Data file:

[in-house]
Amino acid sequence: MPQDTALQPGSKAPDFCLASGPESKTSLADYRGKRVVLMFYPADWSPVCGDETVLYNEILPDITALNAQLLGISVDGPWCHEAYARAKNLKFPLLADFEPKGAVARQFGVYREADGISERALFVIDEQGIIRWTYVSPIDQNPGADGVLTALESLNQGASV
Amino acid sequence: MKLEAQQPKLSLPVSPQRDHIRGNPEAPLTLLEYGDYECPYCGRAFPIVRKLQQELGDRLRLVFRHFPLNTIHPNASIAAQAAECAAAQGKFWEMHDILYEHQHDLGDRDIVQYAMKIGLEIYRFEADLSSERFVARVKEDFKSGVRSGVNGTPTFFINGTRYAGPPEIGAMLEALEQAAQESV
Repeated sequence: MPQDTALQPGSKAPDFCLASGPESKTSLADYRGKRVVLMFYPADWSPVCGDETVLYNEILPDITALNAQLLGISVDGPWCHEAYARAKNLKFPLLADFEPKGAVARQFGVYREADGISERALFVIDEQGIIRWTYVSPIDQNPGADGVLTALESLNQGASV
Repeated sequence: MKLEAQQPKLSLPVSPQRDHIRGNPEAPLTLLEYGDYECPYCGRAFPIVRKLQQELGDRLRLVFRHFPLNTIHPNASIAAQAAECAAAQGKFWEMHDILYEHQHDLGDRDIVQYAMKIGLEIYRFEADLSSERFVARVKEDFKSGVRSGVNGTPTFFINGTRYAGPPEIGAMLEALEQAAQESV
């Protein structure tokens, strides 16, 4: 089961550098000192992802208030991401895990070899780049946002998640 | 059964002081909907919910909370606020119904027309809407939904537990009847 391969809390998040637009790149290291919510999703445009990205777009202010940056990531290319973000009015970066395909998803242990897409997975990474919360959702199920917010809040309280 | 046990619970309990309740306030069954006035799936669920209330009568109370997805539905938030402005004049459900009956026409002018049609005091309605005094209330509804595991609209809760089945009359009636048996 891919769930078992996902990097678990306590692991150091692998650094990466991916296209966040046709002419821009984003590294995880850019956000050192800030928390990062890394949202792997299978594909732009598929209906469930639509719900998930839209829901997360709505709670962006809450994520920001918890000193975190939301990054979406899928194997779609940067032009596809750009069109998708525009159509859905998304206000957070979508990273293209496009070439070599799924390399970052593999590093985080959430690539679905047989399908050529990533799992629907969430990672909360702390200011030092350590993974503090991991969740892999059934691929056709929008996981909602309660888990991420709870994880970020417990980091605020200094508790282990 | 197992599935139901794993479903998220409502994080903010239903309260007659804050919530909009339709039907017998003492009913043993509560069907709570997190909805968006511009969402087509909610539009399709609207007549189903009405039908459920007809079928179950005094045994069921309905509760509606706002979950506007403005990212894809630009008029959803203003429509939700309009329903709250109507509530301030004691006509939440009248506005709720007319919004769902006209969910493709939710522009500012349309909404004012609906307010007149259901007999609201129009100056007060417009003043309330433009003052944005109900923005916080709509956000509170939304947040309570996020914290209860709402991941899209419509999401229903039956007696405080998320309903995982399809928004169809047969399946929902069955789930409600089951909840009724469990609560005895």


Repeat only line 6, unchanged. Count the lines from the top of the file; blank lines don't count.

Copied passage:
């Protein structure tokens, strides 16, 4: 089961550098000192992802208030991401895990070899780049946002998640 | 059964002081909907919910909370606020119904027309809407939904537990009847 391969809390998040637009790149290291919510999703445009990205777009202010940056990531290319973000009015970066395909998803242990897409997975990474919360959702199920917010809040309280 | 046990619970309990309740306030069954006035799936669920209330009568109370997805539905938030402005004049459900009956026409002018049609005091309605005094209330509804595991609209809760089945009359009636048996 891919769930078992996902990097678990306590692991150091692998650094990466991916296209966040046709002419821009984003590294995880850019956000050192800030928390990062890394949202792997299978594909732009598929209906469930639509719900998930839209829901997360709505709670962006809450994520920001918890000193975190939301990054979406899928194997779609940067032009596809750009069109998708525009159509859905998304206000957070979508990273293209496009070439070599799924390399970052593999590093985080959430690539679905047989399908050529990533799992629907969430990672909360702390200011030092350590993974503090991991969740892999059934691929056709929008996981909602309660888990991420709870994880970020417990980091605020200094508790282990 | 197992599935139901794993479903998220409502994080903010239903309260007659804050919530909009339709039907017998003492009913043993509560069907709570997190909805968006511009969402087509909610539009399709609207007549189903009405039908459920007809079928179950005094045994069921309905509760509606706002979950506007403005990212894809630009008029959803203003429509939700309009329903709250109507509530301030004691006509939440009248506005709720007319919004769902006209969910493709939710522009500012349309909404004012609906307010007149259901007999609201129009100056007060417009003043309330433009003052944005109900923005916080709509956000509170939304947040309570996020914290209860709402991941899209419509999401229903039956007696405080998320309903995982399809928004169809047969399946929902069955789930409600089951909840009724469990609560005895």